The clinical study conducted was a prospective, randomized, double-blind, placebo-controlled trial.
The purpose of this study was to evaluate the effect of combined magnetic fields on the healing of primary noninstrumented posterolateral lumbar spine fusion.
Combined magnetic fields, a new type of biophysical stimulus, have been shown to act by stimulating endogenous production of growth factors that regulate the healing process. This is the first placebo-controlled study to assess the effect of an electromagnetic stimulus on primary noninstrumented posterolateral lumbar spine fusion surgery as well as the first evaluation of combined magnetic fields as an adjunctive stimulus to lumbar spine fusion.
This multicenter investigational study was conducted at 10 clinical sites under an Investigational Device Exemption from the United States Food and Drug Administration. Eligible patients had one-level or two-level fusions (between L3 and S1) without instrumentation, either with autograft alone or in combination with allograft. The combined magnetic field device used a single posterior coil, centered over the fusion site, with one 30-minute treatment per day for 9 months. Randomization was stratified by site and number of levels fused. Evaluation was performed 3, 6, and 9 months after surgery and 3 months after the end of treatment. The primary endpoint was assessment of fusion at 9 months, based on radiographic evaluation by a blinded panel consisting of the treating physician, a musculoskeletal radiologist, and a spine surgeon.
Of 243 enrolled patients, 201 were available forevaluation. Among all patients with active devices, 64% healed at 9 months compared with 43% of patients with placebo devices: a significant difference (P = 0.003 by Fisher’s exact test). Stratification by gender showed fusion in 67% of women with active devices, compared with 35% of those with placebo devices (P = 0.001 by Fisher’s exact test). By contrast, there was not a statistically significant effect of the active device in this male study population. In the overall population of 201 patients, repeated measures analyses of fusion outcomes (by generalized estimating equations) showed a main effect of treatment, favoring the active treatment (P = 0.030). In a model with main effect and a time by treatment interaction, the latter was significant (P = 0.024), indicating acceleration of healing. Performed in the full sample of 243 patients, results of the intent-to-treat analysis were qualitatively the same as in the evaluable sample of 201 patients.
This investigational study demonstrates that combined magnetic field treatment of 30 min/d increases the probability of successful spine fusion, and statistical analysis using the generalized estimating equations model suggests an acceleration of the healing process. This is the first randomized clinical trial of noninstrumented primary posterolateral lumbar spine fusion, with evaluation by a blinded, unbiased panel. This is the first double-blind study performed to date assessing noninstrumented fusion outcome with extremely critical radiographic criteria. The lower overall fusion rates in this study are attributed to the high-risk patient group with an average age of 57 years, the use of noninstrumented technique with posterolateral fusion only, and the reliance on extremely critical radiographic and clinical criteria and blinded panel for fusion assessment without surgical confirmation.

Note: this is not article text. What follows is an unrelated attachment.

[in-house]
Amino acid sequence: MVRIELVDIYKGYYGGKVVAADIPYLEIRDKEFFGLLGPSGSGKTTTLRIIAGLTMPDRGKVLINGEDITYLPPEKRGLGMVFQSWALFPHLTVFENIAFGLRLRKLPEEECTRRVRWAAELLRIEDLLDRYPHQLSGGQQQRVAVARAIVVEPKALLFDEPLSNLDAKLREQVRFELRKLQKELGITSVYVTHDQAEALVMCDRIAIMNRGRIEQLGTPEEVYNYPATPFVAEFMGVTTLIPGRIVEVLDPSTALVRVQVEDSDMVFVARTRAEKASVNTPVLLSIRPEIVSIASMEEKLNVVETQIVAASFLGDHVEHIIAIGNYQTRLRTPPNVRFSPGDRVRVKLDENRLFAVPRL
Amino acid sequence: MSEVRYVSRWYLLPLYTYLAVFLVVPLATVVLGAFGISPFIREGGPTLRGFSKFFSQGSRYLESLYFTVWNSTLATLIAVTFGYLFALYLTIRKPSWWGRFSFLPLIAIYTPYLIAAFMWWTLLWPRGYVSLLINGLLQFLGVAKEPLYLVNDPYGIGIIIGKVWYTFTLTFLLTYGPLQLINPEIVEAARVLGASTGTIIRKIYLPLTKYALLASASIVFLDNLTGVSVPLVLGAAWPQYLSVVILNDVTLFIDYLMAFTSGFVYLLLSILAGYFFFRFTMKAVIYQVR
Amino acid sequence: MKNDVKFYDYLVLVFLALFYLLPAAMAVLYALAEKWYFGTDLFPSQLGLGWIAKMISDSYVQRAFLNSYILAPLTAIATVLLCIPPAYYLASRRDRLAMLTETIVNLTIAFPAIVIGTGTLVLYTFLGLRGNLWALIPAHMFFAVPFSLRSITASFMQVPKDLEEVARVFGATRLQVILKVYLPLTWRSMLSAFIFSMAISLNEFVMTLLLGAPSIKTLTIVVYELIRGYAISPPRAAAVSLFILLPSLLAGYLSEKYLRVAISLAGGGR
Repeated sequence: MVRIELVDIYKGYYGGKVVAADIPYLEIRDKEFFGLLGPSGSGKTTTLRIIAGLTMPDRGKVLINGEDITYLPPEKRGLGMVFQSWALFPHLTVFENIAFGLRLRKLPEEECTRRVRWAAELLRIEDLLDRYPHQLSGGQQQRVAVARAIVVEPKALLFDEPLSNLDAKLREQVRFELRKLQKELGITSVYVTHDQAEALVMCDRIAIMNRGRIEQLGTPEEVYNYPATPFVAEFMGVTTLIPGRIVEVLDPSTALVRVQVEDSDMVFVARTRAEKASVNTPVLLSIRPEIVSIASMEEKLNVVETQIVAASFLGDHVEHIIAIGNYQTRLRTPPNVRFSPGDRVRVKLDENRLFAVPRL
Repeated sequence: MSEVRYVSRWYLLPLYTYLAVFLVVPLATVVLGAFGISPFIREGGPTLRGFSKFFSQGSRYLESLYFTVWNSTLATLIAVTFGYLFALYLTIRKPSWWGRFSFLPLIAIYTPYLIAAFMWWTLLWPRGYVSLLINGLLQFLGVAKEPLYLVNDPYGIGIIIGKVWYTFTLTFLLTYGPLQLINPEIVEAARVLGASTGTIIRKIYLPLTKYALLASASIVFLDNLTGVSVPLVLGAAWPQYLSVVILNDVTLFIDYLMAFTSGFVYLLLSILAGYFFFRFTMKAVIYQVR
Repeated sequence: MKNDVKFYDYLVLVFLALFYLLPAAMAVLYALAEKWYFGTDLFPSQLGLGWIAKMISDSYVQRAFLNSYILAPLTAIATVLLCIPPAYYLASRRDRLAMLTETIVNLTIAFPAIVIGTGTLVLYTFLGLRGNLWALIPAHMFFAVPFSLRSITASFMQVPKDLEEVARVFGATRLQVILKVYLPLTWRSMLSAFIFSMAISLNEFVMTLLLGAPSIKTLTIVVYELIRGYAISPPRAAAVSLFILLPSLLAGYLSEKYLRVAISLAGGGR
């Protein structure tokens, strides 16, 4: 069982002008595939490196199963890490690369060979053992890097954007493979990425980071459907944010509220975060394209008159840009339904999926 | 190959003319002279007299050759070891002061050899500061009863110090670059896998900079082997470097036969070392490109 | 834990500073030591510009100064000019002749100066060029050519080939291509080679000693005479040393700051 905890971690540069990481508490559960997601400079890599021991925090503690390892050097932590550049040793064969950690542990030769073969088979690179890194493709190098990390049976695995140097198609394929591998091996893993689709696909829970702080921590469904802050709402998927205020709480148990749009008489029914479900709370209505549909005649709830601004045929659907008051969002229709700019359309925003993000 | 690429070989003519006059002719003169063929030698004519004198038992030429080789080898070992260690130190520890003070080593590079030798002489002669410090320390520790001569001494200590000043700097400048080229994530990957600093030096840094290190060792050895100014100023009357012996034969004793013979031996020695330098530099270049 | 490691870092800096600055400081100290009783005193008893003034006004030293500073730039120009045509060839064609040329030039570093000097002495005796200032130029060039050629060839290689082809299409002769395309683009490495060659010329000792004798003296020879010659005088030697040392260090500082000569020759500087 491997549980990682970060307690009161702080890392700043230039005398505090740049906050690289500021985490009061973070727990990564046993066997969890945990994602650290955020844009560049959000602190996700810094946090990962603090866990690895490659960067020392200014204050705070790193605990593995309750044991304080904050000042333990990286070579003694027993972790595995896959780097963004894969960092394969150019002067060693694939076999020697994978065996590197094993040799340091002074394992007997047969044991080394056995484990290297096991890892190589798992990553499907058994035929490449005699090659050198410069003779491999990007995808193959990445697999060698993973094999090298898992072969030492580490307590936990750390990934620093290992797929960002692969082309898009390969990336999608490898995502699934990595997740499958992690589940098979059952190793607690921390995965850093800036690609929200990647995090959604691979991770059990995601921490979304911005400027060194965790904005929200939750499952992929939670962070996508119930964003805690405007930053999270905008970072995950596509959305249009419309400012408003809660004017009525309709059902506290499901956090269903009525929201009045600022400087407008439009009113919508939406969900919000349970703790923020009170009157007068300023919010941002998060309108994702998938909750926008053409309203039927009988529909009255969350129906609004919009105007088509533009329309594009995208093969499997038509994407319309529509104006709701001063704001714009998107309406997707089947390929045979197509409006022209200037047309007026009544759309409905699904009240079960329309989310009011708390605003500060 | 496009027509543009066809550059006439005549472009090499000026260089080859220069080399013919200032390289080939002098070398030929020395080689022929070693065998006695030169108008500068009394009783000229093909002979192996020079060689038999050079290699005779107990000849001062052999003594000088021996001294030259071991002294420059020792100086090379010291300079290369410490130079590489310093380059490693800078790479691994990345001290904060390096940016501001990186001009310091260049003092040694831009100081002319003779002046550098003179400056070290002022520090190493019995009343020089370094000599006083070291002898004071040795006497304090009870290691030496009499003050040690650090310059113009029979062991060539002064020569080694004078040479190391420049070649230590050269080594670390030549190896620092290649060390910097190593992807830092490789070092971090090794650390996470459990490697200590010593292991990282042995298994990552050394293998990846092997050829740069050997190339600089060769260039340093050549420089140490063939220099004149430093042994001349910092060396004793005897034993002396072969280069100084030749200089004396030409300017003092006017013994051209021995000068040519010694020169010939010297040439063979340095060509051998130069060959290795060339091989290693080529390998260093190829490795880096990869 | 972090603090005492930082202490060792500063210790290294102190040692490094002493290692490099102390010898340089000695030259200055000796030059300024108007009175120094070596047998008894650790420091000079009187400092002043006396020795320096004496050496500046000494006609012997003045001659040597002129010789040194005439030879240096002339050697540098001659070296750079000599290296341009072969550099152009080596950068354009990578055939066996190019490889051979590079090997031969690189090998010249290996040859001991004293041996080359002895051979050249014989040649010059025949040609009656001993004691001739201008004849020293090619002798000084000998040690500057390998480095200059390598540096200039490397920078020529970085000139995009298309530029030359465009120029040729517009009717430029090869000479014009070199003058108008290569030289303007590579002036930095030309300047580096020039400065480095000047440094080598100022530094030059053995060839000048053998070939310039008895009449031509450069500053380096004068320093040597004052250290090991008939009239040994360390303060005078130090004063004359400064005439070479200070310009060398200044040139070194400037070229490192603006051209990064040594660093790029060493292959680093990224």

In conclusion, the adjunctive use of the combined magnetic field device was statistically beneficial in the overall patient population, as has been shown in previous studies of adjunctive bone growth stimulation for spine fusion. For the first time, stratification of fusion success data by gender demonstrated that the female study population responded positively to the adjunctive combined magnetic field treatment, with no statistically significant effect observed in the male study population. Adjunctive use of the combined magnetic field device significantly increased the 9-month success of radiographic spinal fusion and showed an acceleration of the healing process.
From *San Dieguito Orthopaedics, Encinitas, California,
the †Departments of Radiology and ∥∥Orthopaedics, University of California San Diego Medical Center, San Diego, California,
‡Dickson-Diveley Midwest Orthopaedic Clinic, Kansas City, Missouri,
§Premier Orthopaedic, Nashville, Tennessee,
the ∥Department of Orthopaedics, University of Mississippi Medical Center, Jackson, Mississippi,
the #Department of Orthopaedics and Rehabilitation, University of Florida College of Medicine, Gainesville, Florida,
the **Institute for Low Back Care, Minneapolis, Minnesota,
††Research and Development, OrthoLogic, Tempe, Arizona, ‡‡Joel S. Faden, PhD, Inc., Rockville, Maryland, and §§L.R. Muenz Associates, Gaithersburg, Maryland.
Acknowledgment date: July 21, 2000.
First revision date: February 21, 2001.
Second revision date: May 30, 2001.
Acceptance date: January 7, 2002.
Device Status/Drug Statement: The device(s)/drug(s) is/are FDA-approved or approved by corresponding national agency for this indication.
Conflict of Interest: Corporate/industry funds were received to support this work. One or more of the author(s) has/have received or will receive benefits for personal or professional use from a commercial party related directly or indirectly to the subject of this manuscript:e.g., honoraria, gifts, consultancies, royalties, stocks, stock options, decision-making position.
Address reprint requests to
Raymond J. Linovitz, MD
San Dieguito Orthopaedics
320 Santa Fe Drive, Suite 204
Encinitas, CA 92024